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UCLA student authors book covering themes of mental health and identity

Third-year English student Hannah Lin Kernal’s novel, “We Pretend They’re Fireworks,” is a young adult book exploring the intersections of mental health, identity and ethnicity. (Tess Horowitz/Daily Bruin)

By Yasmin Madjidi

January 26, 2020 11:41 pm

Hannah Lin Kernal’s spooky short story about Halloween sparked a passion for her debut novel, “We Pretend They’re Fireworks.”

The third-year English student published her young adult dystopian novel about mental health – and its intersections of identity and ethnicity – in December. Kernal said the combination of wanting to be politically active and create more representation for Asian American women in writing drove her novel. Her own history with mental health set the scene for the major themes of the novel, Kernal said. Setting her story as fiction gave her the liberty to expand and include other experiences apart from her own, as Kernal said she wants to destigmatize discussing and living with mental illness.

“I feel like a lot of people are not aware of what different mental health can look like, and the effects it can have if things go unaddressed,” Kernal said. “The book tries to delve into the potential effects on a bigger level if things go unchecked.”

[Related: Student self-publishes children’s book to broaden Asian American representation]

The book is narrated by Lacey Matthews, who is described as a “half-white and half-Asian girl,” and begins with her friend’s suicide attempt. In a society that only accepts positive emotions, she must navigate her mental health on top of an onslaught of other issues that arise in the plot, Kernal said, including a sexual assault scene in the middle of the novel.

In covering a broad range of themes, Kernal said she tried to focalize them around a person dealing with mental illness to emphasize the spectrum of experiences. She said tackling such a hot topic, along with navigating a way to make it uncontroversial, wound up reflecting a lot of her own personal struggles.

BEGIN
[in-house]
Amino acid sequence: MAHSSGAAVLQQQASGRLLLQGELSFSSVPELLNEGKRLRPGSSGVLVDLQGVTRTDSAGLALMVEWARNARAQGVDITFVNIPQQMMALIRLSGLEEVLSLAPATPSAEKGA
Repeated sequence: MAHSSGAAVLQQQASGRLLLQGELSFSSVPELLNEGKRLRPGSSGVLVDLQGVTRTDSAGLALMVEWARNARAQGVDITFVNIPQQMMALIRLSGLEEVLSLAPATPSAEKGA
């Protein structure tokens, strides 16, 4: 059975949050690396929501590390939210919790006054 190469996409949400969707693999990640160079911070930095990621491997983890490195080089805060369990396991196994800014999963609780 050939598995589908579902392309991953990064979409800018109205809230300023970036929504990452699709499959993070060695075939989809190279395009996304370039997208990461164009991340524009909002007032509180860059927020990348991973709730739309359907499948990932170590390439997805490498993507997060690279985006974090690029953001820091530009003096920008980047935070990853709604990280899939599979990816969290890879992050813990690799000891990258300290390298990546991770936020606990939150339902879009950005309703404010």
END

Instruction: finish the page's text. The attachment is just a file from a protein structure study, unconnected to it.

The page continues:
“Sometimes people don’t know they are dealing with something because they don’t know what it is like, so they assume it is normal,” Kernal said. “There is a place for me to have a voice in this particular niche, and I’m going to step up and take it.”

Kernal was given the opportunity to express her voice when she was recruited by publishers at New Degree Press in January 2019 but said that she started drafting and outlining the book in her sophomore year of high school. Balancing book deadlines along with essays, midterms and friendship drama was admittedly difficult, Kernal said, but it fulfilled a dream of hers.

Brian Bies, the head of publishing at New Degree Press, worked closely with Kernal on her book to fully understand the impact she wants her book to have – initiating more open dialogue on mental health. He said her book is written as if the reader is sitting down and having a conversation with a friend, as it fosters a new dialogue about mental health and identity in pop culture.

[Related: Author Ben Lerner discusses role of fractured narratives in ‘The Topeka School’]

Bies said although navigating a book about mental health is tricky in that it tends to be glorified in the media, Kernal’s confident ability to face it head-on and accept how sometimes it can be complicated makes her book compelling. Bies said the story is presented in a way that acknowledges that everyone experiences issues in their own way and urges people to reflect on their own mental health.

“What I really appreciated and loved in reading her book and working with her to publish her book was how it grappled with the theme of mental health and identity in such a real, personal, tangible way,” Bies said.

Third-year Asian humanities student Kalani Newman, who is mentioned in the book’s dedication, said he is one of Kernal’s main support systems in life. While she wrote her novel, he said he encouraged her as she was dealing with her own mental health throughout her writing process. Newman said discussing and showing the hardships of mental health are the most important messages in the novel.

“I think the more open we are now and more we discuss about it we can further help people and help free people,” Newman said. “I believe that everyone deserves to know it is going to be okay.”

Kernal said she sees her own experiences with depression and anxiety reflected in the book and was relieved to find the right people to discuss them with. While she will not be writing a sequel to “We Pretend They’re Fireworks,” she said she is toying around with blending political- and heritage-related themes for her next book.

“I wanted to make sure (that) anyone who was reading it knew that mental health issues are things that can be managed in a healthy way,” Kernal said. “While a lot of the time it does inhibit you for a while, there is a point where you can manage it and you can be strong and live your version of a normal life.”

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Yasmin Madjidi | Assistant Arts editor
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